For me, recent computational accounts of language evolution provide a compelling rationale that cultural, as opposed to biological, evolution is fundamental in understanding the design features of language. The basis for this rests on the simple notion of language being not only a conveyor of cultural information, but also a socially learned and culturally transmitted system: that is, an individual’s linguistic knowledge is the result of observing the linguistic behaviour of others. Here, this well-attested process of language acquisition, often termed Iterated Learning, emphasises the effects of differential learnability on competing linguistic variants. Sounds, words and grammatical structures are therefore seen to be the products of selection and directed mutation. As you can see from the use of terms such as selection and mutation it’s clear we can draw many parallels between the literature on language evolution and analogous processes in biology. Indeed, Darwin himself noted such similarities in the Descent of Man. However, one aspect evolutionary linguists don’t seem to borrow is that of a null model. Is it possible that the changes we see in languages over time are just the products of processes analogous to genetic drift?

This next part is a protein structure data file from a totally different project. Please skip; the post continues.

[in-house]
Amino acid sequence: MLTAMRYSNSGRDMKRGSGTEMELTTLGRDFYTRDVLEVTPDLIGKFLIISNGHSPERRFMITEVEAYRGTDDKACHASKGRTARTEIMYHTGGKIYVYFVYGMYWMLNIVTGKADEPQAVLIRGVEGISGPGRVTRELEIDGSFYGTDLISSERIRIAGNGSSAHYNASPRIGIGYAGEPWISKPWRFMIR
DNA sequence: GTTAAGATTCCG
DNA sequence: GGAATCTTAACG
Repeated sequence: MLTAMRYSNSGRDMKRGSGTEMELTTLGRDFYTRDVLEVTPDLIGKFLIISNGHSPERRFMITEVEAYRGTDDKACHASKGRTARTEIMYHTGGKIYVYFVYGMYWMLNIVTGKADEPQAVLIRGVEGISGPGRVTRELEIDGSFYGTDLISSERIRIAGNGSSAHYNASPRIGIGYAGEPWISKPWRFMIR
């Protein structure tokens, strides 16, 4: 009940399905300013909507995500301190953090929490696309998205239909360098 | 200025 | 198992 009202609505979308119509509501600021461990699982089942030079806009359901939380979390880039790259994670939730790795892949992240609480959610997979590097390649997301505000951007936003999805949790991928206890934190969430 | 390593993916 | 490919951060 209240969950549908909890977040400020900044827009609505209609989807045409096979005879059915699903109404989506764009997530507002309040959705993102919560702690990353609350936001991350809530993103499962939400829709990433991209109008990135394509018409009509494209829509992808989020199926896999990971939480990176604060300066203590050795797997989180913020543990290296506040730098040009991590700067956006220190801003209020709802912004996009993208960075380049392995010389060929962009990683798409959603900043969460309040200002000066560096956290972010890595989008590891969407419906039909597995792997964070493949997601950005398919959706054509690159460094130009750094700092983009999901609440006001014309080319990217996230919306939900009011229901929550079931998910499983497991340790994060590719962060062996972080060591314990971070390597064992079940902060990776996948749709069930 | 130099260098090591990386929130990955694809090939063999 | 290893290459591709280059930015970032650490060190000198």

For some time now, evolutionary biologists have used phylogenetics. It is a well-established, powerful set of tools that allow us to test evolutionary hypotheses. More recently, however, these methods are being imported to analyse linguistic and cultural phenomena. For instance, the use of phylogenetics has led to observations that languages evolve in punctuational bursts, explored the role of population movements, and investigated the descent of Acheulean handaxes. I’ve followed the developments in linguistics with particular interest; after all, tracing the ephemeral nature of language is a daunting task. The first obvious road block is that prior to the invention of writing, the uptake of which is limited in geography and history, language leaves no archaeological record for linguists to examine. One particular note I’d like to make is that when Charles Darwin first formulated his theory of natural selection, he took inspiration from linguistic family trees as the basis for his sketch on the evolutionary tree of life. So it seems rather appropriate that phylogenetic approaches are now being used to inform our knowledge regarding linguistic evolution.